SNP: Thriving Against the Odds

You might begin to wonder just how bad things need to get before it has an impact on the popularity of the SNP. Earlier this week, the Scottish Government did a spectacular U-turn on exam grades in order to deflect from mounting public and political pressure, which finally culminated in a motion of no confidence against Deputy First Minister, John Swinney MSP. Swinney has survived the no-confidence motion and the SNP have survived yet another significant U-turn. Yet, against the odds, the Party seems to be thriving in the polls.

It has been a rough year for the SNP and one which few political parties could realistically survive. Just to recap, in February 2020 the Finance Secretary had to resign over alleged inappropriate grooming of a young male, just days before delivering the Scottish budget. The former First Minister, Alex Salmond, was found not guilty in court against 12 sexual assault claims, which has resulted in a fundamental breakdown in the relationship between the current First Minister and her predecessor, initiating an inquiry that will look into the Scottish Government’s handling of complaints against the former First Minister. Divisions within the Party are running deep. Public services have been chronically underfunded, and much of the nation’s services are struggling. On top of all that, Covid-19 deaths in care homes and other settings have tragically followed a similar path to the rest of the UK.

You would expect, in such circumstances, that the SNP – now 13 years in power – would be much weakened and in a state of disarray; yet that is far from the truth. The latest YouGov poll shows that support for the SNP at a Scottish Parliament constituency level stands at a whopping 57% – that’s 37% higher than their nearest rivals, the Scottish Conservatives.  In theory, that would be sufficient for the SNP to win practically every constituency seat in Scotland next year. Adding to that, Nicola Sturgeon’s popularity is only growing – 72% of Scots think she is performing well as First Minister. And support for Scottish Independence has edged up and now stands at 53% – among the largest leads recorded for the pro-independence cause.

So why is there such a mismatch between the polls and the SNP’s performance? A number of factors are in play. Firstly, Nicola Sturgeon has been a very stable and clear leader throughout the Covid-19 crisis. Her daily press conferences have been resolutely calming and sincere. She has emerged as one of the outstanding leaders from the crisis, despite the daily death tolls. Added to that, while her chief lieutenants have recently faced errors of judgement, they have done so against a backdrop of years of relative competence, making accusations of complete incompetence harder to play. Opposition remains comparatively weak too – a fact more than recognised by the Scottish Conservatives, who ditched their leader in a bloodless coup last week. In the same YouGov poll that showed confidence in the First Minister, just 10% of Scots think Richard Leonard is doing well as Leader of Scottish Labour. However, undoubtedly the biggest underlying issues are related to independence itself and the UK Government.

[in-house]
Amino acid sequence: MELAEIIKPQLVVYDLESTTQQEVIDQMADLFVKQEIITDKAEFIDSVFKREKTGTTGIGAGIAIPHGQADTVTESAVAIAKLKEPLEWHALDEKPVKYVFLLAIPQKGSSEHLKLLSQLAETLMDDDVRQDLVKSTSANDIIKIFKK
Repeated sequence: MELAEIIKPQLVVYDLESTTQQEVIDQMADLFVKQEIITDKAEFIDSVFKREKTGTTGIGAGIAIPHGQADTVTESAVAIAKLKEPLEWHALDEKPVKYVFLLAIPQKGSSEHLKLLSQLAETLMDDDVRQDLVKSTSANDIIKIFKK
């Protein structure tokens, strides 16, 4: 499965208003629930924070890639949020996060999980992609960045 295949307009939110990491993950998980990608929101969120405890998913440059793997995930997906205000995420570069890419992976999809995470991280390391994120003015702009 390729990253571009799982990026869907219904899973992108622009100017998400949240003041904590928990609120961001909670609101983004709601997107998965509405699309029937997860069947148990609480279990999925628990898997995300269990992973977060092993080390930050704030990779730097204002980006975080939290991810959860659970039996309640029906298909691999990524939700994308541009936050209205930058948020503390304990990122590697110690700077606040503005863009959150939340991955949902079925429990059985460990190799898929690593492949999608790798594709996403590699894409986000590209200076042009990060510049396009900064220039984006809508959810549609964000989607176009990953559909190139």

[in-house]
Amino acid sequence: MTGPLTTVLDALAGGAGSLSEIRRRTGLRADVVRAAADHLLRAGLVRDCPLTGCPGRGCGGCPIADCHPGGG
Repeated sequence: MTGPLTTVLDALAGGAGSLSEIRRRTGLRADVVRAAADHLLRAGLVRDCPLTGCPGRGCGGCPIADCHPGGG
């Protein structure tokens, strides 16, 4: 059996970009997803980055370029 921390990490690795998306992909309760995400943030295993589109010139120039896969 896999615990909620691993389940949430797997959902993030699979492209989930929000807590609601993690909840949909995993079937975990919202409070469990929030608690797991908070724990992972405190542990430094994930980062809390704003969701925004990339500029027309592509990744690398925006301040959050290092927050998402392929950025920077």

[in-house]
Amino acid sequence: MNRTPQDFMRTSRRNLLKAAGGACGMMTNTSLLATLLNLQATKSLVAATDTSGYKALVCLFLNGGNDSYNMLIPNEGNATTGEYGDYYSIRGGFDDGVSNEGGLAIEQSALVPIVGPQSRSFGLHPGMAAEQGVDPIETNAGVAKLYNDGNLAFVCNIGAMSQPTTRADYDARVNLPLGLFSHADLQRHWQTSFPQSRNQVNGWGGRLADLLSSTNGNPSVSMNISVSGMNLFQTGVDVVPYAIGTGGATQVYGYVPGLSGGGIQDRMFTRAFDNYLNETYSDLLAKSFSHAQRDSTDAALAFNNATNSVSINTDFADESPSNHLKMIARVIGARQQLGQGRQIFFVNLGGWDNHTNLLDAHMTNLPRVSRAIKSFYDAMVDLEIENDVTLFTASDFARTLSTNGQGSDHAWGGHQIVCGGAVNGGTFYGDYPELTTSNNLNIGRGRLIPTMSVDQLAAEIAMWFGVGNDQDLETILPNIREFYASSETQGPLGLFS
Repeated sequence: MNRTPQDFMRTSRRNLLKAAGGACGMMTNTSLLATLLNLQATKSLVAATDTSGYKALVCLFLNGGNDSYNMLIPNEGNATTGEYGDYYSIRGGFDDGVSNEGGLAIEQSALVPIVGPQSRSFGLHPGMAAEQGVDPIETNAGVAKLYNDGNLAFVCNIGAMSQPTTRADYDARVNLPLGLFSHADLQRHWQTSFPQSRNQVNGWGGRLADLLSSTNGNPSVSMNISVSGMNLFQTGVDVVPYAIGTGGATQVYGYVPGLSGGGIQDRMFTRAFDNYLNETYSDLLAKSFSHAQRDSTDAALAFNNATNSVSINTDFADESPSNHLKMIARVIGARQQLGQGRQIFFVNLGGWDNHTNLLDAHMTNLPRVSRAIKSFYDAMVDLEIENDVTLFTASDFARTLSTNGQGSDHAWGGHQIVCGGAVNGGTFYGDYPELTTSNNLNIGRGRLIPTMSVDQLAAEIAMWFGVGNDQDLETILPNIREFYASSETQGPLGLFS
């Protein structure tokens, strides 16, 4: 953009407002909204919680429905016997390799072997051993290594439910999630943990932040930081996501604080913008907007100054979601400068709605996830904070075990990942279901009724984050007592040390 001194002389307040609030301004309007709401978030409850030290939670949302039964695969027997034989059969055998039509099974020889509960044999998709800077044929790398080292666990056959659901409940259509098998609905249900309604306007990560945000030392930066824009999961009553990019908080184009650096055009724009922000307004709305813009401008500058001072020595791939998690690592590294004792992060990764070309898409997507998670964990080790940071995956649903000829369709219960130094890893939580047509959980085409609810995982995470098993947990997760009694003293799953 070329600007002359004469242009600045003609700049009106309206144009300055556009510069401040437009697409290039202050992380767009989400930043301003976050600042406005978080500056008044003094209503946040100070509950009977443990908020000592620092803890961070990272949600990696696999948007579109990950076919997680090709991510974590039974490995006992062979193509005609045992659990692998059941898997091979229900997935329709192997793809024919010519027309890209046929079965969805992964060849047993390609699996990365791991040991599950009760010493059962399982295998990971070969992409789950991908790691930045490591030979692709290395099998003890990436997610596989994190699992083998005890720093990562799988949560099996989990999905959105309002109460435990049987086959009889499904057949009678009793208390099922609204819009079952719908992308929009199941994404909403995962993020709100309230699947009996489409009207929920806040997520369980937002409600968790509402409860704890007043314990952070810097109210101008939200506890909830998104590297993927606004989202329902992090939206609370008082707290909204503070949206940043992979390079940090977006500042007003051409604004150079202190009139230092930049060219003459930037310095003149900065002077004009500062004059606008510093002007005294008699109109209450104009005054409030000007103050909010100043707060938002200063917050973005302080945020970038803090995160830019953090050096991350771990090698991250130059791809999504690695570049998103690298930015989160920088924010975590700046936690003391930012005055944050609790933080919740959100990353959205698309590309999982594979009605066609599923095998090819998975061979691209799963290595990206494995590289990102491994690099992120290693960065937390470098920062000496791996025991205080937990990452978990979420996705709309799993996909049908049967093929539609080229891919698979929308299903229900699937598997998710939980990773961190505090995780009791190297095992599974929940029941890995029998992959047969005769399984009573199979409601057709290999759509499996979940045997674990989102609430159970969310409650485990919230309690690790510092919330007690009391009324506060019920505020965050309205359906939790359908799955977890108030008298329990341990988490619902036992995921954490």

The independence cause has been bolstered as of late. The Scottish Government has shown its ability to make sound judgements during the Covid crisis, often at odds with the incoherence emanating from London. Covid has provided the Scottish Government with an opportunity to cement its relationships across Scottish business and civic society. And Covid has also helped cement views about Boris Johnson, who remains the SNP’s primary recruiter. Only 20% of YouGov respondents believed that Boris was doing well – and 74% thought he was doing badly. Boris remains deeply unpopular in Scotland. Added to this is the continued sense of injustice that Scotland is being taken out of the EU against its wishes.

The race for next year’s elections has already begun. With only nine months to go, the SNP has been keen to deal with the exams fiasco as quickly as possible and move on. For the Opposition, it seems no matter how bad the headlines are for the SNP, the electorate is deaf to their concerns. Instead, the real challenge for the SNP is not how to deal with the latest scandal, U-turn or win next year’s election, but how to deliver independence.


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Ross Laird

Head of Scotland


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